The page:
By Fidelis Manyange
“TAIVE gumi nevaviri tichibva kuMoza vamwe vakadyiwa neshumba ini ndikaponera mumuti…”
Most local music lovers remember these touching lyrics from Edna Chizema, aka Mbuya Madhuve, from her song ‘Ndega Ndega’.
This song touched hearts and revived memories of the liberation struggle among many ex-combatants who lost colleagues during the war.
She earned the name Mbuya Madhuve because she took care of many of her relatives’ children at her Highfield home.
Mbuya Madhuve died in June 2009 leaving her band, Guruve Stars, to die a natural death.
Almost a decade after her aunt’s death, Miriam Lishomwe, now known in the music industry as Sasha, has started the journey to revive Mbuya Madhuve’s music.
Sasha, Mbuya Madhuve’s niece, is not new to music. Those who used to watch the popular musical local television programme Mutinhimira Wemimhanzi used to see the youngest dancer and backing vocalist among the three little girls in her aunt’s musical videos.
By then the group was named Guruve Stars, after the place Mbuya Madhuve hailed from. This was the group she formed after parting ways with the late mbira maestro, Jenkins Mandaza, of Mhuri yekwaMandaza.
Like Oliver Mtukudzi, Mbuya Madhuve was proud of her background as she sang most of her songs in Korekore.
Sasha, her brother Christopher Rukomba and Zelusile Sibanda backed Mbuya Madhuve then, playing in places like Machembere Bar (which was her favourite watering hole), Mushandirapamwe Hotel and Jimalo Bar in Highfield, among other venues in Harare.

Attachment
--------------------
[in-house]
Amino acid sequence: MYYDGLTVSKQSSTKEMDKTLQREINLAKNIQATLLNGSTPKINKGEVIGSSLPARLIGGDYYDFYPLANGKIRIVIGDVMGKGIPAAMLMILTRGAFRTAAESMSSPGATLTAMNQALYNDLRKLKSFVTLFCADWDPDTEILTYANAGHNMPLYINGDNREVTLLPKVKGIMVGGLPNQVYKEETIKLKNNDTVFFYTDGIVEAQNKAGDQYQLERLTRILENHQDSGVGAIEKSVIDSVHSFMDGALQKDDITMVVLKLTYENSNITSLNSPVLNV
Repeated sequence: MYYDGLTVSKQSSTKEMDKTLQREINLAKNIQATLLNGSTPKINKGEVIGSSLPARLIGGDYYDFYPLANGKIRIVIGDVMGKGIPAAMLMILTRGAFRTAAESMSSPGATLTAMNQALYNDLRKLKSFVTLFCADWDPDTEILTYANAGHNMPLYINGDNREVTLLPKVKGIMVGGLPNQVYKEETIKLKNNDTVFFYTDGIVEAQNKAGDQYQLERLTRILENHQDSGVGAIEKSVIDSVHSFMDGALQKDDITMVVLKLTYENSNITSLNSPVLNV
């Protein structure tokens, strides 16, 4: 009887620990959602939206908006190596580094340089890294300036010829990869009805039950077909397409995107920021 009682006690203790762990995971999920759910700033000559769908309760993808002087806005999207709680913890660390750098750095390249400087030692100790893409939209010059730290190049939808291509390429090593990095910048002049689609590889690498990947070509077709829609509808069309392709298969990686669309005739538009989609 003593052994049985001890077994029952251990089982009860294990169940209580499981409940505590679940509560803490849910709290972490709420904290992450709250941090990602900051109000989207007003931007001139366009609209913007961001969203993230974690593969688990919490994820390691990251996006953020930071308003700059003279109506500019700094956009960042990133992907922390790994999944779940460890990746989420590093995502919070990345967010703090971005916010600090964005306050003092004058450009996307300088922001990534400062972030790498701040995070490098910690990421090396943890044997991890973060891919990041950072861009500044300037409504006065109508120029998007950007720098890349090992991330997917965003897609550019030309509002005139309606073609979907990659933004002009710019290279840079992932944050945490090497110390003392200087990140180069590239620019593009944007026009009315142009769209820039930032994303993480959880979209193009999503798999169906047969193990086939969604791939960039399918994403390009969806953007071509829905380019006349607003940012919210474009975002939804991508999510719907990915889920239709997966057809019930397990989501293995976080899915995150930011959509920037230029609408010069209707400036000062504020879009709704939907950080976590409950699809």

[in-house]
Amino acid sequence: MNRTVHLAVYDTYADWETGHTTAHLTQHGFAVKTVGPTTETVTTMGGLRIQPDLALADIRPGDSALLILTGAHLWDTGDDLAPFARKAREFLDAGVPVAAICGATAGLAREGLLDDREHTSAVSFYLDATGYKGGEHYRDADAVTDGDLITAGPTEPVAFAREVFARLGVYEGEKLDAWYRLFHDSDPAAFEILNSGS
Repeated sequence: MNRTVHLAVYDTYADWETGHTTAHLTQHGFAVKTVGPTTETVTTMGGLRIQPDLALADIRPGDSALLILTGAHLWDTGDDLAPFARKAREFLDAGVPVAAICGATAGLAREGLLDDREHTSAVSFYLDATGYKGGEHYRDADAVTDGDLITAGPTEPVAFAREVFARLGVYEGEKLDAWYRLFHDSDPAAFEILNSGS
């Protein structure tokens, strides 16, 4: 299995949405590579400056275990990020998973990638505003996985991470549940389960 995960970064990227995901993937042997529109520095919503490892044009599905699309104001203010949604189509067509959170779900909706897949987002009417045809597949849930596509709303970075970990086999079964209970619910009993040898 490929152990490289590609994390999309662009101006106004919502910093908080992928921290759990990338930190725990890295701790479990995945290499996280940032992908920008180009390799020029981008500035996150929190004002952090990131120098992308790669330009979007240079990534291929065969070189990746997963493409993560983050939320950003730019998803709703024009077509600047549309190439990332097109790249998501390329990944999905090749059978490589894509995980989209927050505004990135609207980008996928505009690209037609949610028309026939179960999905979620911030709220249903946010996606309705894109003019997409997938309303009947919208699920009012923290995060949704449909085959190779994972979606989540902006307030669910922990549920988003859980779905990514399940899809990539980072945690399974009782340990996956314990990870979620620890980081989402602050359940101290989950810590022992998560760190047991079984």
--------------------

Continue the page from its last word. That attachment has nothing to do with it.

Most people remember the young voice shouting: “Pengai pengai Ambuya Madhuve,” it was Zelusile, the young boy who appears barefooted in the video Ndega Ndega.
Although Mbuya Madhuve sang a gule song called ‘Neria’, she did not like zvigure at all.
“She did that to please us her grandchildren as we used to follow the gule dancers and sing along with them in the streets of Western Triangle in Highfields where we stayed with Mbuya,” said Sasha.
In 2006, Mbuya Madhuve was sentenced to three years in prison for failing to execute her traditional healing role in a transparent manner.
She was known to be a traditional healer possessing a mermaid spirit or shavi renjuzu.
After imprisonment, her absence hit the band hard and Sasha joined Progress Chipfumo’s Motherland Band while her brother Christopher joined Thomas Mapfumo’s B band as a mbira player.
“From Progress Chipfumo, I joined Joseph Masters Camp as a backing vocalist and when he died, we changed the name from J. Masters to Talking Guitars, the name we assumed till recently,” said Sasha.
“I met the likes of Japone, Farai Ndlovu and Blessing (Blade) Chaeza. I was the only female and lead vocalists. Unfortunately we did not manage to record anything as we only concentrated on live shows.”
Later on, Talking Guitars split into three groups and Sasha went solo. She managed to record her debut Afro Jazz single called ‘Two Timer’ last year in May.
“The single lifted my musical profile a lot as it played a big role in building my image both to my fans and promoters,” said Sasha.
From the moment she went solo, she has been assisting other musical divas in staging shows in the ghettos.
The likes of Ami Jamanda, Tendai Chimombe, Pauline Gundidza, Lady Storm and Tete Pipilo are among the divas she has teamed up with in the ghetto venues.
Sasha has so seriously embarked on reviving Mbuya Madhuve’s style, songs, clothing and staging that last year on October 12, during Mbuya’s commemoration gig at Usahwira Bar, formerly Machembere Bar, the young and vibrant singer assumed a new name, Amadhuve Sasha.
The 35-year-old Sasha has declared that Mbuya Madhuve’s commemoration show will be an annual event.
To boost her band, she has once again teamed up with her brothers Christopher and Zelusile.
Sasha impressed at the ‘Tuku Music Lives On’ concert at Andy Millar Hall to an extent Selmor Mtukudzi’s has decided to rope her in as a supporting act at all her shows.
Sasha, who stays in Glen Norah A, is married to Chiedzo Peter and the couple are blessed with two children.